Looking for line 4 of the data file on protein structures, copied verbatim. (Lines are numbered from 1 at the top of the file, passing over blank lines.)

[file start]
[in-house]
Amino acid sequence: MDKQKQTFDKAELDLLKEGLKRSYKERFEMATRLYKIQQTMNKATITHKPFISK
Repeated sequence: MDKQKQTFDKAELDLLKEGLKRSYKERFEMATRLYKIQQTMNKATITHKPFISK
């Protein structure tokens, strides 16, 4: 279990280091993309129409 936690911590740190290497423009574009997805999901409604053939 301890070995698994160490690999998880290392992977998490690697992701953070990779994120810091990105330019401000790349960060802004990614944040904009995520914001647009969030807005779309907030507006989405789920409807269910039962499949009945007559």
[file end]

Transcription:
């Protein structure tokens, strides 16, 4: 279990280091993309129409 936690911590740190290497423009574009997805999901409604053939 301890070995698994160490690999998880290392992977998490690697992701953070990779994120810091990105330019401000790349960060802004990614944040904009995520914001647009969030807005779309907030507006989405789920409807269910039962499949009945007559």